The first time Olivia Champion pitched a business idea based on her academic research was so disheartening she nearly gave up. The 10-strong panel she faced were all men, bar a few women responsible for administration and taking minutes. Their first question was: “Why are you here?”
“It took the wind out of my sails immediately,” she says. “I thought, ‘Blimey. This is going badly.’”
She had been convinced her idea was good, but after that rejection she began to doubt herself. “They were very dismissive,” she says. “And quite rude, to be frank.”
After being encouraged by her university, Exeter, to give pitching one more try, Champion went on to secure all the investment she was seeking. Five years on, her company, BioSystems Technology, which sells insect larvae for scientific testing and reduces the need to experiment on mammals, is in profit.
But her example is rare. Just 13% of spinout companies based on university research and in which the institution retains some ownership have at least one woman founder, according to a recent report by researchers at Oxford Brookes University.
The research, part of a programme funded by the Engineering and Physical Sciences Research Council (EPSRC) looking at barriers to the participation of female scientists in university spinout companies, also found that women in decision-making positions were more likely to work in smaller spinouts – those with fewer than 25 employees – and that the more female founders a spinout company had, the less financial investment it tended to receive.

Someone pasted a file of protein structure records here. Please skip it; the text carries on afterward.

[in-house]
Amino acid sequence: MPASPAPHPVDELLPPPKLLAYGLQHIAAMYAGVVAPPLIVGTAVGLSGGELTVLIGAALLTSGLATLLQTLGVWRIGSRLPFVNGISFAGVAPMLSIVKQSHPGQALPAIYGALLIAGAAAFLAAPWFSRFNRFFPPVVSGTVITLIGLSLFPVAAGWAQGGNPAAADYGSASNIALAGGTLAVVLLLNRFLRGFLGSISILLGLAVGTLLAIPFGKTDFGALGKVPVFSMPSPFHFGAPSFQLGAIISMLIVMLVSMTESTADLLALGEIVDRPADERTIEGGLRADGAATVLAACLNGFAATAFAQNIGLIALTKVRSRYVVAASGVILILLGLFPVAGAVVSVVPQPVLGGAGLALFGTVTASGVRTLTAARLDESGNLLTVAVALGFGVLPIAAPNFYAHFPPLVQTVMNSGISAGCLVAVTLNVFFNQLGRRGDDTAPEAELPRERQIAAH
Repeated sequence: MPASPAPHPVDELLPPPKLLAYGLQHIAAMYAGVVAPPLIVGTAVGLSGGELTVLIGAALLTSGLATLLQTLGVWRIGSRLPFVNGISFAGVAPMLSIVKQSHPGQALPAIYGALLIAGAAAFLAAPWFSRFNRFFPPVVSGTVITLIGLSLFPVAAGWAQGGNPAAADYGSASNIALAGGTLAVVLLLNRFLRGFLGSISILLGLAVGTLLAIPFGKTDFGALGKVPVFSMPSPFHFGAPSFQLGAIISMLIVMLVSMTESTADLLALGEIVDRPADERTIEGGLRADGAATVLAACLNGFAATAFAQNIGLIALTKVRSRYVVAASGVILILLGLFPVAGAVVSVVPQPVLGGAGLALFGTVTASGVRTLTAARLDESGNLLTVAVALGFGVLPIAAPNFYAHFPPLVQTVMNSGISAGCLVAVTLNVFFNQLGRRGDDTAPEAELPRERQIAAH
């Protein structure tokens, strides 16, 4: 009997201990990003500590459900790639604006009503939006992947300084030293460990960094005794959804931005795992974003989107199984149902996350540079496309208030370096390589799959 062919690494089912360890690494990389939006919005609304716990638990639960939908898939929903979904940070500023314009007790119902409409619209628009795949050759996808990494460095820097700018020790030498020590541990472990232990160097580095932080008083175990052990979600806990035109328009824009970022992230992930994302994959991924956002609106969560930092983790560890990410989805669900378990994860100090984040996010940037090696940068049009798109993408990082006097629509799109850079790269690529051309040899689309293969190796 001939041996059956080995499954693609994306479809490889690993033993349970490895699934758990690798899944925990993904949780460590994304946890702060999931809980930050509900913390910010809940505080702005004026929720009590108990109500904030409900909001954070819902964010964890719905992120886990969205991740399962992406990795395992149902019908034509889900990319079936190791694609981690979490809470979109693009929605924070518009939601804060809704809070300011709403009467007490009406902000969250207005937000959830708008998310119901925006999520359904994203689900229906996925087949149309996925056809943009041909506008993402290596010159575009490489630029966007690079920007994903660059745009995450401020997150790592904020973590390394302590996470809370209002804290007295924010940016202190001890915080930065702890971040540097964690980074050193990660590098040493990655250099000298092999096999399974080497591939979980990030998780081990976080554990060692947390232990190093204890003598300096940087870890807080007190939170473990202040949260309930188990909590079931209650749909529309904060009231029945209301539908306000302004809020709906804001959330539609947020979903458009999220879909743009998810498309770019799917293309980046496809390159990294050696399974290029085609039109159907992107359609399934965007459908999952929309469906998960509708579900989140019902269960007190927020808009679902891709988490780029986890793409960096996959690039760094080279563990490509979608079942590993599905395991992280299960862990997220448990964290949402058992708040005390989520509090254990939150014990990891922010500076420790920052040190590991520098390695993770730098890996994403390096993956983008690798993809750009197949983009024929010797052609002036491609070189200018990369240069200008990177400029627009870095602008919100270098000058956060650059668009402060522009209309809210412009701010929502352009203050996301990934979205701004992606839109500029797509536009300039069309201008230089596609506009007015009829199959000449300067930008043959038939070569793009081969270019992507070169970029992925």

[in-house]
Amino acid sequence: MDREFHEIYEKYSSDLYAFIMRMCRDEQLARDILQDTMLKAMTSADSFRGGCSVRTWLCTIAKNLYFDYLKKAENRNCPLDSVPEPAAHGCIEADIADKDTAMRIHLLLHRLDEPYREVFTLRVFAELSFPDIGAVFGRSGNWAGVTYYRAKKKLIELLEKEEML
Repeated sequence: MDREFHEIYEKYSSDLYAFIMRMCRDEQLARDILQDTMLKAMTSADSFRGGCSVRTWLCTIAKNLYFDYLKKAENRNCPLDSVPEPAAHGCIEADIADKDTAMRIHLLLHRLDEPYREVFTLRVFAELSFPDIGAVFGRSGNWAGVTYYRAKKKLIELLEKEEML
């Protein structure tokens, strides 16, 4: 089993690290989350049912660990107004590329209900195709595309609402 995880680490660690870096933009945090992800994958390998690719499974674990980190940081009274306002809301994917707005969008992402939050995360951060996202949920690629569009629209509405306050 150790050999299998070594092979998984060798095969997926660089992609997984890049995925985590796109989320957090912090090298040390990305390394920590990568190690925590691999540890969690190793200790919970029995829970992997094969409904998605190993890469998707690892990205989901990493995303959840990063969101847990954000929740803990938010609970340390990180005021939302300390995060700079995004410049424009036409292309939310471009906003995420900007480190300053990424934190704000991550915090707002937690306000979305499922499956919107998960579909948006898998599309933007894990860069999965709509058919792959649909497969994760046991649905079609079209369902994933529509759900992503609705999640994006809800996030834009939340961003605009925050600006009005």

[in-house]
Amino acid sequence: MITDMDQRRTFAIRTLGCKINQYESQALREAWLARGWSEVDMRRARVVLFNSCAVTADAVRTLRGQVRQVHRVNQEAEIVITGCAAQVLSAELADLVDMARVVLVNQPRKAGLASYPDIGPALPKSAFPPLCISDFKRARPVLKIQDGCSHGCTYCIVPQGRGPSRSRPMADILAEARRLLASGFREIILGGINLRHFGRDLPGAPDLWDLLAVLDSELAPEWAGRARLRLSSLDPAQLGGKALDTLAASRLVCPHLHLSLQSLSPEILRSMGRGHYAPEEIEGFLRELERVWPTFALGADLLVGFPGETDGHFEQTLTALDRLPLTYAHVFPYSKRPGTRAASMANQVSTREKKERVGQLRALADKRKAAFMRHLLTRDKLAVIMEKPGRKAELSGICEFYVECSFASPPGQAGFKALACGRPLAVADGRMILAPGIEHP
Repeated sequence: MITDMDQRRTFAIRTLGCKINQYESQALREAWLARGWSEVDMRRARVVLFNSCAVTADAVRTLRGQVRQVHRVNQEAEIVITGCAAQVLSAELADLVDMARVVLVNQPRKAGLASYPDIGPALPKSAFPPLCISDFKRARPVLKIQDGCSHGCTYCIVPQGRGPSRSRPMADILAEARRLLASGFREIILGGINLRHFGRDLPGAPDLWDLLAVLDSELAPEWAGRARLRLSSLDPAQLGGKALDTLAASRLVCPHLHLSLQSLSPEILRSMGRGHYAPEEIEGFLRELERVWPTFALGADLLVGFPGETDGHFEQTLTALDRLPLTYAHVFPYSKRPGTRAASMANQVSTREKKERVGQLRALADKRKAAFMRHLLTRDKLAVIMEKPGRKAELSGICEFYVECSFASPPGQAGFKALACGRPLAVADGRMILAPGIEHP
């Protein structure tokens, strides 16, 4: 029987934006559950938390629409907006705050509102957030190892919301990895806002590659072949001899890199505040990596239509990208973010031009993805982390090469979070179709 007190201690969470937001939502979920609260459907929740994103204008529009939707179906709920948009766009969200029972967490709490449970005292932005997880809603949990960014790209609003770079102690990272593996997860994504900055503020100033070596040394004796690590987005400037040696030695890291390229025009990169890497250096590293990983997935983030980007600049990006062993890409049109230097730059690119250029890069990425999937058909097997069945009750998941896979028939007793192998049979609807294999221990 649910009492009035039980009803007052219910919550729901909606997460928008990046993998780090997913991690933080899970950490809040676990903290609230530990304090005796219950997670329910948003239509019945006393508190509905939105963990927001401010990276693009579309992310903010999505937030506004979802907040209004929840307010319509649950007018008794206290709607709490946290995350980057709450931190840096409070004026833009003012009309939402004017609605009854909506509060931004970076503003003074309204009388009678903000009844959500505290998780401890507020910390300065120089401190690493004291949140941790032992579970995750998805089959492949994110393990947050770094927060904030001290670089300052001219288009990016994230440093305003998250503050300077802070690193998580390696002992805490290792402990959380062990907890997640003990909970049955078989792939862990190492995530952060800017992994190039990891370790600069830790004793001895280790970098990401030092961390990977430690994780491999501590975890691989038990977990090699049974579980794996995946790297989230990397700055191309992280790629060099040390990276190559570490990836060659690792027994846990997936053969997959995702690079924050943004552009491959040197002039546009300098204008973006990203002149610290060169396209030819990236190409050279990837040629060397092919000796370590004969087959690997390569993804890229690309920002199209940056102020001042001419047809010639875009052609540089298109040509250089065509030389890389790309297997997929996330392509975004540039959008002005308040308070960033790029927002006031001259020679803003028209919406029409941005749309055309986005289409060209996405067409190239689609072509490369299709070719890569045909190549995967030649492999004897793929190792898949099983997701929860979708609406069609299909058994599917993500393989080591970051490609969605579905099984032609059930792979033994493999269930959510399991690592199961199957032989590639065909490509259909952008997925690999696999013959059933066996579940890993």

Simonetta Manfredi, who is leading the research and is a professor of equality and diversity at Oxford Brookes, says this matters because university spinouts will soon become increasingly important, due to a government drive to force institutions to demonstrate the real-world impact of their research. “Spinouts produce jobs and can make a significant contribution to their local community,” she says.
Politicians are also waking up to the importance of gender equality in this area. Last year, a government-commissioned review of female entrepreneurship found only one in three UK entrepreneurs were women, and argued that addressing this could boost the economy by £250bn,.
There is certainly a good business case for diversity. Research carried out by McKinsey & Co in 2017 found companies with the greatest gender diversity on their executive teams were 21% more likely to outperform peers on profitability and 27% more likely to create superior value.
But it is also about ensuring a more equal society Ana Avaliani, head of enterprise at the Royal Academy of Engineering, says: “The types of products women bring to tender are informed by their experience and knowledge so it is vital we encourage female entrepreneurs to bring that perspective.”
Robin Mellors-Bourne, research director at Vitae, which supports researchers in their careers and is part of the EPSRC project, says one problem is that so few women study physics and engineering, which reduces the pool of potential founders. Statistics show just 18% of those studying engineering and technology in the UK and 17% of those studying computing in 2017-18 were women.